The psychologists conducted their study as follows:

  • They recruited 96 volunteers.
  • Each test person had to choose an activity from the areas of eating, drinking or activities - for example, eating a piece of fruit, drinking a glass of water or doing 50 sit-ups.
  • The study participants should then carry out this new behavior every day in the same context - for example after breakfast.
  • They reported to the scientists each day whether they had performed the behavior and how “automatic” it felt to them.

The researchers made a fascinating observation:

The new behavior becomes a little more independent with each passing day.

So far so good. And it goes even further: this behavioral automation does not increase to infinity.

At some point the automation reaches a maximum and the habit doesn't get any stronger.

Now it's getting exciting, because of course the researchers also measured when this point in time was reached:

It took the subjects between 18 and 254 days to develop a new habit.

So sometimes it is very possible to develop a stable good habit in just 21 days. In most cases, however, it takes more than 21 days for a new behavior to become an unconscious automatism.

In addition, the scientists observed large differences between the study participants.

It didn't just depend on the test person, but also on the type of habit:

Simple behaviors become a habit faster than complex ones.

Easily implementable things like “drink a glass of water in the morning” can actually become automatism in 21 days.

For more complex activities like “do a pre-dinner workout”, it appears that the brain takes significantly longer to develop a stable habit. In the study, it was an average of 90 days in this case.

It also makes a difference whether we want to “overwrite” an old habit from our childhood with a new one - or develop a completely new habit according to the “green meadow” principle.

Now 18 to 254 days is quite a long period of time. How should we use these study results to calibrate our expectations? Well, the researchers make another statement:

On average, it takes 66 days to develop a new habit.

On this basis, it makes more than sense to formulate the good old "21-day" rule a little more precisely:

“Developing a new habit takes AT LEAST 21 days. Usually it takes three times as long, sometimes longer. "

Incidentally, the total duration wasn't the only eye opener in this study.

Why the first 21 days still count ...

Head of Studies Dr. Philippa Lally and her team draw two other significant conclusions:

  • The first few weeks decide: The more continuously you repeat a new behavior in the first days and weeks, the faster you develop an automatism. This means that even if the deep anchoring of a behavior only reaches its maximum in 2 to 3 months, you have already overcome the biggest hurdle by sticking to it for 21 days.
  • Forgot once = never: The researchers also observed that skipping the activity once did not adversely affect habit development. So good news for those of us who have been perfectionists so far.

Hey, everyone skips a training session or treats themselves to a meal that deviates from the plan. That's not bad.

It would only be bad then to throw in the towel. And even prolonged abstinence would only mean that you would have increased the time to develop good habits. Expressed differently:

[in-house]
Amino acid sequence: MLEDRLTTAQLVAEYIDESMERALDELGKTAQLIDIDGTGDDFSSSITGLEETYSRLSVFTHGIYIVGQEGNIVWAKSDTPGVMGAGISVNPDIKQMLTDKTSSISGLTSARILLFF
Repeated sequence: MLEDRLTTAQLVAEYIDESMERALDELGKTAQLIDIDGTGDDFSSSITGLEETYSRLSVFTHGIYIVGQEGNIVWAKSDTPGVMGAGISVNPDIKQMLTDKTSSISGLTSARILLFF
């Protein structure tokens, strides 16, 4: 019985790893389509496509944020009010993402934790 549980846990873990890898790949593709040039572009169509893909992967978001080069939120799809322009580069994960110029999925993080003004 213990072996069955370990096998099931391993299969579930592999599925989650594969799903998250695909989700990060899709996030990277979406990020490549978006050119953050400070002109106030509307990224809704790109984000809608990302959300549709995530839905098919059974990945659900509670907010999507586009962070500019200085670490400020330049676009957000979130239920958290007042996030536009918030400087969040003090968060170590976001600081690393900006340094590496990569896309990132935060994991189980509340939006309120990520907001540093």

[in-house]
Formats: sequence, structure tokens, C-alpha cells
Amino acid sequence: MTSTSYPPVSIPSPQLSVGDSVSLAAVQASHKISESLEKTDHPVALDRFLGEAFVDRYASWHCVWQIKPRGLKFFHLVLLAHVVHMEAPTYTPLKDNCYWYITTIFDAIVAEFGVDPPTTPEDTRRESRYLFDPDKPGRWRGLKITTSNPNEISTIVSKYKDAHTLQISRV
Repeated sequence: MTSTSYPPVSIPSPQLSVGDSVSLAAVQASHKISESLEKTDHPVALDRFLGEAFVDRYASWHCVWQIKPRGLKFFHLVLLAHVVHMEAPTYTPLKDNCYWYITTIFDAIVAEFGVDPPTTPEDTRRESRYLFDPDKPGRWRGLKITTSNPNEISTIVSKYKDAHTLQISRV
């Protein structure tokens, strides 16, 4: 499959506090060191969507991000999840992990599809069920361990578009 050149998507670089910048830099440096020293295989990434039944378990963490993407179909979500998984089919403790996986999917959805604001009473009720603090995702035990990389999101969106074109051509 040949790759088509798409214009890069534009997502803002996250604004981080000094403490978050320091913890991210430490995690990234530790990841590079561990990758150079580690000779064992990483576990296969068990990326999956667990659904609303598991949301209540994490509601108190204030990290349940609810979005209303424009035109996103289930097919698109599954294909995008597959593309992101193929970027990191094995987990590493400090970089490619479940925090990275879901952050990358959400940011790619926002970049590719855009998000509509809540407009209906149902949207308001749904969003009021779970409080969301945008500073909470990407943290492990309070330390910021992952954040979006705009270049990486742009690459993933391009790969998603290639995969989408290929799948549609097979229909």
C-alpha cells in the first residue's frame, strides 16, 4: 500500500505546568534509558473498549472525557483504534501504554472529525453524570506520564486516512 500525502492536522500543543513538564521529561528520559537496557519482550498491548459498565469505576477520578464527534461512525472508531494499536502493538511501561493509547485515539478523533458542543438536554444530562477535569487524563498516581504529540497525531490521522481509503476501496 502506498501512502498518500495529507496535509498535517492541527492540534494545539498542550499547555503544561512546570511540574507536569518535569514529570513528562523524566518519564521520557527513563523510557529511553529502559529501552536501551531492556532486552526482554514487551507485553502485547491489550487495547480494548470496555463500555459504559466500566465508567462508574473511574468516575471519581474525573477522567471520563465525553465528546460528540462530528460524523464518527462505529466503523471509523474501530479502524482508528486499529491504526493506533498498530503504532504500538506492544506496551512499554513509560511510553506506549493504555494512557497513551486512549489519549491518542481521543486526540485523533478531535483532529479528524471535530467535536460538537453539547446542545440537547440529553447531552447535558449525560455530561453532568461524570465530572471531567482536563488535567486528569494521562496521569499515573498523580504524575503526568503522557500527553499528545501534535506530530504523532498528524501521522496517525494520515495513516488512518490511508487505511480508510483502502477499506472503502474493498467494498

You haven't failed as long as you don't give up.

In the next section, you'll learn how to make it easy for yourself to mold good behavior into good habits.

4 tips for good habits that will transform your body automatically

The topic of good habits has been with us here at MarathonFitness for a number of years.

Here are some tried and tested tips to help you develop and maintain new automatisms that transform your body almost automatically:

  • This is how you change your diet - without overwhelming yourself. Sometimes changing counterproductive habits seems like a battle against windmill wheels. Many people fall into a psychological trap. In this article you will learn how to replace (old) habits with new, good ones.
  • The Seinfeld method. “Don't break the chain” is the motto of this simple concept. It has already helped numerous people who stayed at it and many clients to develop healthy routines - or, for example, to quickly pick up speed again after a break from training due to illness or vacation. Try it!
  • 5 new dietary rules that every stickler should know. What are “good habits” in a balanced diet? If you don't know where to start, consider one of these five.
  • What does an effective exercise routine look like? It depends on how much time you have - of course. In this Instagram post I give you a useful rule of thumb that you can use as a guide if you want to make optimal training progress. Need more details? In my book Looking Good Naked you will find the right training plans for beginners and advanced users.


The right habits are a secret weapon in changing your body. They make it easy for you to stay tuned because they can give you progress on autopilot.

That's why it goes in Looking Good Naked Power Kitchen much more than plans and recipes. A major focus is on habits.

If you want to develop new habits or replace counterproductive ones with good ones, you need two things above all: awareness and perseverance.

The first three weeks are crucial, after that it becomes increasingly easier because behavior becomes more and more of a habit.

On average, 66 days are enough to develop a stable habit, sometimes 21 days are enough, but sometimes it takes longer.

Here, too, continuity beats perfection. In other words, that means: The time you didn't make it doesn't count. What counts is the time after - that is, the one that you stick with and move on.

Question:Name one of your good habits that is particularly helpful when you stick with it. How did you develop it? Is there a new habit that you want to build up over the next few weeks and months? If yes, which? Write a comment.

Photos in the article “good habits”: © Jacob Lund, Artmim, Indypendenz.

  1. Lally, P., van Jaarsveld, C. H. M., Potts, H. W. W., & Wardle, J. (2010). How are habits formed: Modeling habit formation in the real world. European Journal of Social Psychology, 40, 998-1009. [↩] [↩]
  2. Armitage, Christopher. (2005). Can the Theory of Planned Behavior Predict the Maintenance of Physical Activity ?. Health psychology: official journal of the Division of Health Psychology, American Psychological Association. 24. 235-45. 10.1037 / 0278-6133.24.3.235. [↩]

Category: Fitness with M.A.R.K., MotivationTags: sticking to it, success, habits, life changing, psychology, bastard, invisible scripts, science